Where We Stand

By Randi Weingarten, AFT President

Elections matter. Your vote matters. Your voice matters.

Higher education has always been lauded as the stepping stone to a new life. These days, the skyrocketing cost of a college education is leaving many Americans saddled with crippling debt. For others, it is simply pushing that stepping stone out of reach.

The problem is only getting worse as students and their families are shouldering more and more of the rising costs. In 2012, Americans spent nearly $525 billion on higher education, twice the amount spent in comparable industrialized countries. What’s more, students enrolled at public colleges and universities in particular are paying an ever-larger share, according to the most recent data from the Delta Cost Project.

What is driving this discouraging trend?

Through austerity and legislative budget cuts, states have been disinvesting in higher education for many years. From fiscal year 2003 to 2012, the percentage of state funding for total revenues at public institutions fell from 31 percent to 22 percent, according to the Center for American Progress.

In Michigan, state funding for higher education has decreased by 32 percent over the past five years. In Pennsylvania, tuition at four-year public colleges and universities is the highest in the nation, and students graduate with the third-highest average debt load. In Wisconsin, long-standing underfunding has led to fewer course choices, fewer faculty members, faculty who are paid lower salaries than their peers, fewer resources and fewer student services.

Wall Street has made things worse. What some call “skim” many observers see as blatant profiteering.

In 2012, $45 billion was spent servicing institutional debts of colleges and universities, on student loan interest payments and in profits to for-profit institutions of higher education. That’s a 53 percent increase from 2002 and a whopping 9 percent of all higher education spending, just handed over to Wall Street. (See infographic on the opposite page.)

That’s why the AFT, through its “Higher Ed, Not Debt” campaign, is fighting to reclaim the promise of public education. But as our report about Wall Street skim, “Borrowing Against the Future,” has demonstrated, it takes more than simply demands and facts to ensure a college education once again can be a viable pathway to a better future for all. It takes voting.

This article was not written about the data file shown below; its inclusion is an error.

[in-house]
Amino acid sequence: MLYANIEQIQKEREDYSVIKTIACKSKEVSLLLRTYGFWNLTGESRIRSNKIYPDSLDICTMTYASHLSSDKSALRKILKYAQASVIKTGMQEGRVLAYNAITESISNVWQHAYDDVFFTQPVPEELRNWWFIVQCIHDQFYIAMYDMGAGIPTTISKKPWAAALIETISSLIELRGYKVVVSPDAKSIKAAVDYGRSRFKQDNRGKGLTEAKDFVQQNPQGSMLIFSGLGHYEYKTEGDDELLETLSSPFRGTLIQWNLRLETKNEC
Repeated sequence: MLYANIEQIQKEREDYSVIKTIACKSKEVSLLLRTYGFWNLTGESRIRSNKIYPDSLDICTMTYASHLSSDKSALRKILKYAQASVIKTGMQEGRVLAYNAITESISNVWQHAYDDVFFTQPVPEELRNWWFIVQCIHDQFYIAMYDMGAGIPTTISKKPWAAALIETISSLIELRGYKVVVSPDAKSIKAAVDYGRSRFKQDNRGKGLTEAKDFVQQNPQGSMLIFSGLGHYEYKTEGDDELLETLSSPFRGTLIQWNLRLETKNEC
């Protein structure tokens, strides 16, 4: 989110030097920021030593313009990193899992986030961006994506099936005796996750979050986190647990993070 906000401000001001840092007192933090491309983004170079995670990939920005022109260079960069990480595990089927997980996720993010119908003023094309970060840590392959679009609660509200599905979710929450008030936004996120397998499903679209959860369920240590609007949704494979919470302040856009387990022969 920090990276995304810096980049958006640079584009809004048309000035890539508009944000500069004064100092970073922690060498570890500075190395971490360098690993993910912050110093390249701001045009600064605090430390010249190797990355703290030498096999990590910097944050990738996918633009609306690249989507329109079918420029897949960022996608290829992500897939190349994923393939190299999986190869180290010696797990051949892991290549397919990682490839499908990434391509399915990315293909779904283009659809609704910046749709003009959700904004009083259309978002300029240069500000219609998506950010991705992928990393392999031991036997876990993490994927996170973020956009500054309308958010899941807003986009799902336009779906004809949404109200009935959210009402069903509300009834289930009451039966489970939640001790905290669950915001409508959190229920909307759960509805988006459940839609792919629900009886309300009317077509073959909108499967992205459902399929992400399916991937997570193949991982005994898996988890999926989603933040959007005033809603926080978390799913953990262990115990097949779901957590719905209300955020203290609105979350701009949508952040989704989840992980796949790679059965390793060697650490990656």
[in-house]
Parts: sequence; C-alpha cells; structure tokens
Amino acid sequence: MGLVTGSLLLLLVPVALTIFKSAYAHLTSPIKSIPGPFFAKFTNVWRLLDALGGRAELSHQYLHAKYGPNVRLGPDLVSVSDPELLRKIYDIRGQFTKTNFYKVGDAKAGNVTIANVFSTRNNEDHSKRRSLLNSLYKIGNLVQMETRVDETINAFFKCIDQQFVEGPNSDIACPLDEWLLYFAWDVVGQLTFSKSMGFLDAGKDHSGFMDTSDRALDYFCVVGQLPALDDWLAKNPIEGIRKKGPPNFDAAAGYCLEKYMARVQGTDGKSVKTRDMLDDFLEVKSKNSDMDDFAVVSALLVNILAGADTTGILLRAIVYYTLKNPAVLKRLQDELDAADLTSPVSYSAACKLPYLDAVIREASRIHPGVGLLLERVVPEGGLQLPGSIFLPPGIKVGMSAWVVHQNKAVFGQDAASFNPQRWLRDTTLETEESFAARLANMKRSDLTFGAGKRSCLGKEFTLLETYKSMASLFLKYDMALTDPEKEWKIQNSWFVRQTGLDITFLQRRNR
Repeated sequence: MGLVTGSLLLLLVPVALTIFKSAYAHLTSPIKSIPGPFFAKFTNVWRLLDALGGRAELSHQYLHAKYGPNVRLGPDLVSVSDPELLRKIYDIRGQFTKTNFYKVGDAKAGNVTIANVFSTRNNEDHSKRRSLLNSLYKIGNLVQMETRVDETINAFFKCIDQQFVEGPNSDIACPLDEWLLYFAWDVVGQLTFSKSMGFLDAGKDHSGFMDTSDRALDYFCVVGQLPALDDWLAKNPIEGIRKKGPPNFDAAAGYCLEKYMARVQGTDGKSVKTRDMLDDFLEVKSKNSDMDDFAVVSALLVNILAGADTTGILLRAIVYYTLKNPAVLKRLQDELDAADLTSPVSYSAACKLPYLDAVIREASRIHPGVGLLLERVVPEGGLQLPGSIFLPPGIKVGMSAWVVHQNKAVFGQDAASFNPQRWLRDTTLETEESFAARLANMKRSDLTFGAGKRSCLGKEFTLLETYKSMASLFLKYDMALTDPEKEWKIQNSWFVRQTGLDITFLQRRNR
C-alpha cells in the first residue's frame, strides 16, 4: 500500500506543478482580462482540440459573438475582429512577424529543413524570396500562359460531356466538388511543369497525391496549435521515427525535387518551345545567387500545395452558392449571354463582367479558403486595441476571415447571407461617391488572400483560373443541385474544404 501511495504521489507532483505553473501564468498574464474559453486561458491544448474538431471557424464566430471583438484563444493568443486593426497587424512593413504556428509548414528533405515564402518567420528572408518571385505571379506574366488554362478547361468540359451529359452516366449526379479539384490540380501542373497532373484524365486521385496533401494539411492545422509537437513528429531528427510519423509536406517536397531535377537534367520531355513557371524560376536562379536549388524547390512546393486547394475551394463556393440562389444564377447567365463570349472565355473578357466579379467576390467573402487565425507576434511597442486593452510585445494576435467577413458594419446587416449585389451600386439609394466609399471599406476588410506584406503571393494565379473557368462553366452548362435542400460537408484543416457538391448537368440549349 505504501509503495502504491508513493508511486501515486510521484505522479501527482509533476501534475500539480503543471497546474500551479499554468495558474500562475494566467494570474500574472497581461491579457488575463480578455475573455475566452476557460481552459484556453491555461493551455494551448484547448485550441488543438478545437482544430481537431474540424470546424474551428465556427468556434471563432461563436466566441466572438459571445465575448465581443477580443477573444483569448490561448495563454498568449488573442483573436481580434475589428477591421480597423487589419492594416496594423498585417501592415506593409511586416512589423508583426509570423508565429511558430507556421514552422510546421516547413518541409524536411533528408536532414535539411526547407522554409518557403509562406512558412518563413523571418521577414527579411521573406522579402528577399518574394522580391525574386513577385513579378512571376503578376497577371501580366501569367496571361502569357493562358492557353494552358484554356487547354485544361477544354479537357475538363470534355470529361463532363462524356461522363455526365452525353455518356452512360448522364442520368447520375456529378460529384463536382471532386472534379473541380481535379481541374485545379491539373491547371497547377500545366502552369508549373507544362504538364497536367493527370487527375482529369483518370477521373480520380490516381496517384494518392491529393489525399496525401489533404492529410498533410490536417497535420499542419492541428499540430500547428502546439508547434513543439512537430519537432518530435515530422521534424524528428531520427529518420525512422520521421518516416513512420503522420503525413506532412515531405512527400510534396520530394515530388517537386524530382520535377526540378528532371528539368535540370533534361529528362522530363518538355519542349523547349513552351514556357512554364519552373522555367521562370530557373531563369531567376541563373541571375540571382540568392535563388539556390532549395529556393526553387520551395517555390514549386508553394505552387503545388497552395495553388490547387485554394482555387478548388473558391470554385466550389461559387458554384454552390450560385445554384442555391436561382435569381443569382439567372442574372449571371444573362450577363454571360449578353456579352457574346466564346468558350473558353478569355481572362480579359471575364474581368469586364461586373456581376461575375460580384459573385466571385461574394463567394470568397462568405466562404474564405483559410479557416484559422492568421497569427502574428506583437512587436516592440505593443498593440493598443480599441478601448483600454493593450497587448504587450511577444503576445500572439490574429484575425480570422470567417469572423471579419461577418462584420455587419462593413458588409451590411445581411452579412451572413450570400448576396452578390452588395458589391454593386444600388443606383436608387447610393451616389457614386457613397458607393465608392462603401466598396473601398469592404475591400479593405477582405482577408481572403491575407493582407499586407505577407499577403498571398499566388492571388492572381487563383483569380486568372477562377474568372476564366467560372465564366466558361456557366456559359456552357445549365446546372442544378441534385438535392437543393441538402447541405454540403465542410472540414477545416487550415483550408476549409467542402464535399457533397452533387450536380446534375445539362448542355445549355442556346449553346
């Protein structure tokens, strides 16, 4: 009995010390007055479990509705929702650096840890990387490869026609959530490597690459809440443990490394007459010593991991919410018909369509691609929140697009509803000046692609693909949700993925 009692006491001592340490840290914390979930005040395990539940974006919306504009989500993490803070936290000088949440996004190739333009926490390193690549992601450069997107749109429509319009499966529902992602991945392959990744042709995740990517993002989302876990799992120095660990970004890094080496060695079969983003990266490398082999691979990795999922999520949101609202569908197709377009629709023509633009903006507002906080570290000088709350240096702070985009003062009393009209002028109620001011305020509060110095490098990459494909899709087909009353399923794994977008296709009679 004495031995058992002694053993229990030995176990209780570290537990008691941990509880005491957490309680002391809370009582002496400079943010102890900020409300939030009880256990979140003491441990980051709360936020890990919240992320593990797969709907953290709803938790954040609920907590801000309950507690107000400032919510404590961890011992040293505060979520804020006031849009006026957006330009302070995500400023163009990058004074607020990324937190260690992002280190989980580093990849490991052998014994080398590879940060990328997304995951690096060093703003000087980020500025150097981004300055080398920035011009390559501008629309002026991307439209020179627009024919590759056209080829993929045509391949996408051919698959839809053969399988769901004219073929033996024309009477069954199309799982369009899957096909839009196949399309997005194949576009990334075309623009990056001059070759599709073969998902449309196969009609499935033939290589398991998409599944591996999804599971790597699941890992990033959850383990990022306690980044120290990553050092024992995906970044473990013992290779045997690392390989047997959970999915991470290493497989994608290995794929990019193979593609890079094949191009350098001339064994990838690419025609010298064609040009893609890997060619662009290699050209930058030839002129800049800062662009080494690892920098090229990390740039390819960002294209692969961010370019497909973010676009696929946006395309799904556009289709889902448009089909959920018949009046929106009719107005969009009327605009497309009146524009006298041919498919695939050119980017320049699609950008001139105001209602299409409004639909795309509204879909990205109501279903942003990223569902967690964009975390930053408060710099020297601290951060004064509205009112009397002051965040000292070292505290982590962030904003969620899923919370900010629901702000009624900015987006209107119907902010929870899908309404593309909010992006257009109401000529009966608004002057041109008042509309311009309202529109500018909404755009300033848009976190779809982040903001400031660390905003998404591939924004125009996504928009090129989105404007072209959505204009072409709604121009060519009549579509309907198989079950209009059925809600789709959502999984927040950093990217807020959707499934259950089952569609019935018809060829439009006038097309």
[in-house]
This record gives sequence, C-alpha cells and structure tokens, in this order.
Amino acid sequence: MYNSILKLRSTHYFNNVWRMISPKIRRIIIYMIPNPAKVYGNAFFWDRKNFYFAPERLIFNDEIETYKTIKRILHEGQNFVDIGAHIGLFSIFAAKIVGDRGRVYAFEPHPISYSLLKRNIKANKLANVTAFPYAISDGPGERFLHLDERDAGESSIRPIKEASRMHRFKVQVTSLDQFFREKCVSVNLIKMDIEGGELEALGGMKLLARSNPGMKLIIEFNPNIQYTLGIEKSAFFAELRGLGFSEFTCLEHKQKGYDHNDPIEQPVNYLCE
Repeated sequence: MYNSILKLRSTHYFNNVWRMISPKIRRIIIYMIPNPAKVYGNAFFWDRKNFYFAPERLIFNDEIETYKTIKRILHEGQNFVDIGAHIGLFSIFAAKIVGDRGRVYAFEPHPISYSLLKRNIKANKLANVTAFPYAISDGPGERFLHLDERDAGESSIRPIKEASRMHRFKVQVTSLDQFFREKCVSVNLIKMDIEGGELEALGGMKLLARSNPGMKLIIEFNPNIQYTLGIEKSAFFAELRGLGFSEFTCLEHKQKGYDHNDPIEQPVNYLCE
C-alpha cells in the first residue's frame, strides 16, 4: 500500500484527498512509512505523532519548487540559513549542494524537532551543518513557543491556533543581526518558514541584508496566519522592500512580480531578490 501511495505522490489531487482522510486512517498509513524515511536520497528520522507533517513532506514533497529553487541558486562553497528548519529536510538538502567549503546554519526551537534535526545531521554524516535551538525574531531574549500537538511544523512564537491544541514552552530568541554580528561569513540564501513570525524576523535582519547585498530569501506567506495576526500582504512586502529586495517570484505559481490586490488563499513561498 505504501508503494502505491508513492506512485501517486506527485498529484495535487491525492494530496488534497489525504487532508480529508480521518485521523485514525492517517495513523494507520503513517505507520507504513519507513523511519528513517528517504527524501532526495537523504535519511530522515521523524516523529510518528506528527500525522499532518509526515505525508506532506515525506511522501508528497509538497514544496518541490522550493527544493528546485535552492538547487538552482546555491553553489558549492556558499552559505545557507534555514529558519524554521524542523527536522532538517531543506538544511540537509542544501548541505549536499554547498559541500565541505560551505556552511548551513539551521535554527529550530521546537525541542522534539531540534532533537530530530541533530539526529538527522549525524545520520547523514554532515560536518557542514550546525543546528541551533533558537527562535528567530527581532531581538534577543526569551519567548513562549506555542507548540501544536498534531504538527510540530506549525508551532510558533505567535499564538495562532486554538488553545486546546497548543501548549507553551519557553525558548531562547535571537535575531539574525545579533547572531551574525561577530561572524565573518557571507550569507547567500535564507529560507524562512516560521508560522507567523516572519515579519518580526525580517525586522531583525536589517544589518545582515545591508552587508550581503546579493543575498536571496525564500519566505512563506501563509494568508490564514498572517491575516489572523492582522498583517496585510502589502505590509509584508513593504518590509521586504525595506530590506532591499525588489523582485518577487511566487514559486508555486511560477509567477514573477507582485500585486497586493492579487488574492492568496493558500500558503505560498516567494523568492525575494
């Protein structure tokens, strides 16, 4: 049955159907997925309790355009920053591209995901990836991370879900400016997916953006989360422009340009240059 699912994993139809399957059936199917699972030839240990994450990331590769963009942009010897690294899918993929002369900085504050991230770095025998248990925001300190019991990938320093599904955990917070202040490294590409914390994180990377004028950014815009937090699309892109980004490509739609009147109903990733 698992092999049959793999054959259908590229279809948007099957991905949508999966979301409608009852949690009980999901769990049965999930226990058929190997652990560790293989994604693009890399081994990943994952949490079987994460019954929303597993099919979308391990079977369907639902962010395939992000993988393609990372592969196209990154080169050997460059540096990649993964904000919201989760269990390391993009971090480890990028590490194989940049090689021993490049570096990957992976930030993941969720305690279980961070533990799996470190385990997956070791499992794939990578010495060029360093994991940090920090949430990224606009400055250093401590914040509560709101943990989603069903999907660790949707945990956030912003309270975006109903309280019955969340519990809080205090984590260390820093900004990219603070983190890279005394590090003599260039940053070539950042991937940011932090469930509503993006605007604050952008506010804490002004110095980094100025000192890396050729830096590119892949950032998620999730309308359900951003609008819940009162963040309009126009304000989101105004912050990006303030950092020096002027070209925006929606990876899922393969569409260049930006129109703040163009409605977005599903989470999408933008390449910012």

We need to send a message at the polls in November that we will not stand by and let our system of higher education become another profit center for Wall Street. We need to show our governors, our state legislators and our representatives in Congress that we must and will support elected officials who will invest in our nation’s future by making higher education a budgetary priority.

Elections matter.

In Congress, we have been working with Sen. Elizabeth Warren to pass the Bank on Students Emergency Loan Refinancing Act to help current borrowers refinance their student loans. Unfortunately, this bill, which would allow students to do the same thing with their student loans that we all can do with our car loans and mortgages, has been blocked by politicians who work at the behest of Wall Street.

We need your vote in November to send Wall Street out of Congress.

Elections matter.

A recent study by Kent State University Professor C. Lockwood Reynolds shows that inflation-adjusted tuition at public colleges and universities is 1.5 percent lower in gubernatorial election years than in other years. What that means is that governors already realize that college affordability is an election issue. We can’t let them run away from their non-election-year positions.

We need to tell Govs. Tom Corbett in Pennsylvania, Scott Walker in Wisconsin, Rick Snyder in Michigan and others that their chronic disinvestment in higher education is a one-way ticket out of the governor’s mansion.

Elections matter. Your vote matters. Your voice matters.

In 2012, business spent $9.5 billion on political activities—dwarfing the $600 million spent by unions. We will never match their dollar power. What we can do is out-work and out-organize to elect those who care about the promise of college affordability, and we can demand that they keep their promise every day they are in office.

But we have to vote. We have to knock on doors. We have to talk to our friends, our neighbors and our families and remind them that our nation’s future is too important to leave to the whims of Wall Street profiteers and greedy politicians.

You are the trusted messengers in your communities. We need you to deliver that message like never before.

I hope you will join me and your AFT brothers and sisters as we work tirelessly over the next few weeks to ensure that college affordability, and the ideal of higher education as a pathway to a better future, are priorities in this election.

We can’t let the promise of higher education slip out of reach for this or any other generation of Americans.  

AFT On Campus, Fall 2014
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